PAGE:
Conference Networking Strategies for Sales Teams

As I sat on the plane on my way back to Boston from the Restaurant Leadership Conference in Scottsdale, AZ, the things I did right and wrong washed over my brain.  Why did I spend too much time sitting in the second general session?  Should I have spent more time in the dining area?  Why didn’t I set up more meetings before I left for the conference?

Sales teams come to conferences with one goal in mind: pitch as many people as you can.  The restaurant industry, like many others, is a tight-knit group that needs to see a company’s representatives face-to-face for multiple years to have confidence the company will be around and innovating for many more.  The first year, you attend, shake hands, and collect business cards.  The second year you get a booth, reconnect with the industry, and close a couple deals.  The third year you lead a panel and close the early majority.  The best way to ensure you get to speak with as many potential clients as possible is to build a cohesive strategy weeks before landing at the conference site.

Pre-Conference

1. Get an Attendee List – If you’re a sponsor of the conference or getting a booth, ask for a list of attendees.  Once you get that list, Google their email addresses using the most common email structures: John@thelevelup.com, JValentine@thelevelup.com, John.Valentine@thelevelup.com, John@thelevelup.com, Valentine@thelevelup.com.  One of those email structures will hit the Google jackpot about 80% of the time.  Shoot these attendees an email letting them know what your booth number is.  Tell them to stop by.  Ask for their cell number so you can text them if you miss the prospect’s booth visit.  Let everyone know you simply want to shake their hand and meet them in person.  There is no better sales driver than face-to-face meetings.

During the Conference

1.  Send Prospects an Email Mid-Conference – Half the conference has passed and you still haven’t connected with a bunch of your prospects?  Send them a 2-line email letting them know you want to shake their hand and say hi.  You’ll be surprised by the quick, positive responses you get back.  Even the biggest industry stars have downtime, and some conferences are a bore.  Email them right before a scheduled break.

2.  Do NOT Sit Through Educational Sessions – The biggest mistake any salesperson can make at a conference is to sit through entire sessions.  Let’s be honest, over 90% of them are not even tangentially related to your business.  The only sessions you should completely attend are those of your competition.  Competitive intel is always important to know for prospect objections.  Walk into the session 10 minutes before it is scheduled to start, sit down next to a potential prospect, and have a short conversation to learn more about them and their business.  When the session is about to begin, politely excuse yourself to the bathroom and head out.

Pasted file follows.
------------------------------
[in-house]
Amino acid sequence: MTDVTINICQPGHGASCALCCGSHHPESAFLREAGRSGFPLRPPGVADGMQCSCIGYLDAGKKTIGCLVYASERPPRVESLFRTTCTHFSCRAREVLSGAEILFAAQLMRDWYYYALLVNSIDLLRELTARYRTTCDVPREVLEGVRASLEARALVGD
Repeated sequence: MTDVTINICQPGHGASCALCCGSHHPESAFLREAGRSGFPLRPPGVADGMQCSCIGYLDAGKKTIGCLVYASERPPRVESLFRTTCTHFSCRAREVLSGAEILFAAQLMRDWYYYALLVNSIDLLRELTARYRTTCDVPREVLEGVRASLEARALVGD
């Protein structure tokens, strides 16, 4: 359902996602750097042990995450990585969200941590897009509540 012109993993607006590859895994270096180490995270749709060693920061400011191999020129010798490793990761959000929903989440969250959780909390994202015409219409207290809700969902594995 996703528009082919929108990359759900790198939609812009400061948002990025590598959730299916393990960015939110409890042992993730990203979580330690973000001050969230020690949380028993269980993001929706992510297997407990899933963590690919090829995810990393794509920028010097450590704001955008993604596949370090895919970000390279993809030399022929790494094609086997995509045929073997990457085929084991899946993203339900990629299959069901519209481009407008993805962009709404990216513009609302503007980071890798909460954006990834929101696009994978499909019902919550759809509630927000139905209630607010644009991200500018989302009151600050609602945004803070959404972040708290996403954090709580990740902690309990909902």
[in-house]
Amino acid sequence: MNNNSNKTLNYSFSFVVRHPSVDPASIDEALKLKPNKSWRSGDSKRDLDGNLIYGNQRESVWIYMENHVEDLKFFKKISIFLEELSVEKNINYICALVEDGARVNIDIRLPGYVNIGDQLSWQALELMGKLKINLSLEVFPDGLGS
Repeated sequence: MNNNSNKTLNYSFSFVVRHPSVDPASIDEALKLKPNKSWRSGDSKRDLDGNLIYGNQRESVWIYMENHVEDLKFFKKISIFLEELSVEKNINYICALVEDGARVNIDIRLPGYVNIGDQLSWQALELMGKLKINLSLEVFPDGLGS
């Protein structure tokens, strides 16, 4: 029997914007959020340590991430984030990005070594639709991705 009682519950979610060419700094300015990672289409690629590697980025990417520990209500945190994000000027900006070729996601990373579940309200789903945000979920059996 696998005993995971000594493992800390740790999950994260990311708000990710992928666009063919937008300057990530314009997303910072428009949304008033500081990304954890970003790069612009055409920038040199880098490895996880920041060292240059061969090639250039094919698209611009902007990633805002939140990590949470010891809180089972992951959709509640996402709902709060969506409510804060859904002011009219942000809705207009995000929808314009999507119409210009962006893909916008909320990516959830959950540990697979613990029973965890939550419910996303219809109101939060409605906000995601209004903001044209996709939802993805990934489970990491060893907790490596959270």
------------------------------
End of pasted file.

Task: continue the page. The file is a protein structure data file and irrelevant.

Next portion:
3.  Eat Twice During Every Meal Period – Dining areas are the #1 place to start a good conversation.  Why waste a meal period with one just one conversation?  Fill up your plate with half the food you would normally eat, sit down and chat up your table-mates, exchange business cards, excuse yourself, grab a clean plate, fill it up half way again, sit down at another table, and commence conversation number two.  If you’re eating dinner, you can squeeze in a third conversation with desert.

4.  Always Have a Pen On-Hand – You MUST write notes on every business card you receive.  Suggested notes are as follows: location you met the prospect, date, interesting tidbits, names of other decision-makers in the company, where her daughter is attending college, and anything that could bring a positive memory to mind.  Trust me, you’ll quickly forget who most of the people in your card stack are by the end of the conference.  Don’t get caught without material for a follow-up email.

5.  Bring More Business Cards Than you Think You Need – Business cards are like money in the conference industry.  Without a thick stack of your own, you won’t get anything back.  Oh, and have a business card that stands out.  Square cards, metal cards, and cards with creative fonts tend to be memorable.

6.  Hang out at Meeting Places During Downtime – If I’m not supposed to be anywhere for a while, I’ll hang out in the lobby or at the lobby bar (if the conference takes place in a hotel).  These locations and other landmarks are where people gather for meetings.  One person will inevitably arrive before the other, and they don’t like to appear lonely so they’ll make small talk with whomever is around.  You.  Take advantage.

7.  Remember, Your Product Comes Second – You will get absolutely nowhere if you pitch the product before introducing yourself and sharing something interesting about yourself.  Business owners are in [insert exotic/awesome location here] to kick back, learn a couple things, and connect with their industry friends.  You want to become a friend rather than another sales guy at the conference.   I sometimes spend 10 minutes befriending owners and let them ask what company I work for without prompting.  That way, you know they’re truly interested.

Post-Conference

1.  2-Day Rule – Don’t send emails or make calls to conference prospects until a couple days have passed.  Let the amateurs bombard the prospects with emails as they hit ‘delete’ without ever opening them.  A well-crafted email a few days after the conference with an eye-catching header will elicit a read.  That’s all you can ask for.

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Conference Networking Strategies for Sales Teams

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